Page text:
Ralphina reluctantly agreed, and Philip set up the date with a heavy heart. He was sure the pair would hit it off. No one disliked Charlie.
The next Friday, the night before Philip and Fiona’s nuptials, Ralphina walked into a pub known for its organic brews and ironic names. A tall man with gray flecked hair and a neatly trimmed beard stood at the entrance with an already wilting lily that looked similar to the lilies in the planters at the door. Charlie Lewis was the most handsome man Ralphina had ever seen and the most dangerous.
“Ralphina? Ralphina Hayes?” As Charlie's eyes lit up in recognition, Ralphina knew it was too late to hide. “When Philip said your name I thought it was too good to be true, yet here you are. I’ve missed you, Ralphina. Everyone does.”
“Oh. I'm sure.” Ralphina muttered as she allowed Charlie to escort her to the bar and order a couple pints of Hoppy Ending Pale Ale. She laughed at his order and rolled her eyes at the irony. The tension had lifted, and the two sat silently together until Ralphina spoke up again.
“I wasn't very important there, Charlie. I felt like an extra on a movie set in my own life. Only Cedric seemed to notice me as I walked in the shop once in awhile.” Ralphina felt a twinge of guilt. She had left. She knew that she disappointed everyone by doing so, but leaving had been the best thing she’d ever done.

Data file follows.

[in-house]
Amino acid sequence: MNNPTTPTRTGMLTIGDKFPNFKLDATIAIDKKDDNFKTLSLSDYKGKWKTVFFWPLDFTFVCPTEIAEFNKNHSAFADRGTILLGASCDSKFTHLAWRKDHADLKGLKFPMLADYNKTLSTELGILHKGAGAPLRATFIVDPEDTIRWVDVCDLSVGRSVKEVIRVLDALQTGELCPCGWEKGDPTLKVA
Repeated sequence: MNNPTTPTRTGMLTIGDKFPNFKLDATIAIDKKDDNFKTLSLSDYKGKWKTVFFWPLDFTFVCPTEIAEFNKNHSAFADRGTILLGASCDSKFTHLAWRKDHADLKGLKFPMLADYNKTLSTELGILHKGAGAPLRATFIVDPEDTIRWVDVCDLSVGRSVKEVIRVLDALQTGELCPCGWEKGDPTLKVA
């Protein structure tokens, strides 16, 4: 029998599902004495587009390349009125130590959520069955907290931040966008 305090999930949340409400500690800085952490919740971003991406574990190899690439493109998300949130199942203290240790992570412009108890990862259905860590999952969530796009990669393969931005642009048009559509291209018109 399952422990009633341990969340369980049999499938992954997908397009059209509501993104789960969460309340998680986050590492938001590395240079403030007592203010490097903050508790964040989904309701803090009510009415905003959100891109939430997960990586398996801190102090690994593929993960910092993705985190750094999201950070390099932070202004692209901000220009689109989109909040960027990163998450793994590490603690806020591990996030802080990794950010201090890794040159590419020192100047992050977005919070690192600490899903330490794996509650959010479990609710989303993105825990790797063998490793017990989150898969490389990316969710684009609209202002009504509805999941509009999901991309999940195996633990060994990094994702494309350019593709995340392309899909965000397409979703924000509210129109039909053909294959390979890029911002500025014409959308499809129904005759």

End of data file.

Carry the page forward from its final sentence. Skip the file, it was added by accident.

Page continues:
“I’m sorry you felt that way. You were the one who reminded Cedric of joy. That was incredibly essential.” Charlie’s voice was low and defeated. He obviously cared for her. Ralphina was touched, but she had left for a reason.
“Isn't there anything I can do to bring you back?” Charlie's green eyes were pleading and hypnotic. Ralphina had always struggled saying no to him.
“I have a life here. I'm a major character in my own story. I have--”
“I know what you have. Philip could not stop talking about you when he set this up. But, I also know what you don't have. Your eyes lit up when I mentioned his name just now, you know.”
Ralphina’s throat felt dry and tears began to well up in her eyes. Ralphina looked down at the pitiful flower next to Charlie's beer in order to avoid looking into his eyes. She’d known Charlie all her life. He knew her heart, her mind, her soul better than anyone in this world. She was sure that he could even read her mind, but she said the words out loud anyway.
“I love him.”
“I wrote a story about him once.”
“Really?” Ralphina’s head jerked up. The sob that collected inside of her let out with the word. What was Charlie saying? What was he offering?
“If you come back, I’ll let you have it.”
“That’s not quite enough. You know that.”
“I think I know of something that will be. Here,” Charlie drained his pint, slammed a twenty on the bar, and hopped down from his seat. Then he picked up the lily. Its damp petals drooped in his hands. Charlie threw the lily up in the air, and Ralphina caught it. The lily bloomed and straightened at Ralphina’s touch, and Charlie laughed. “Come with me.”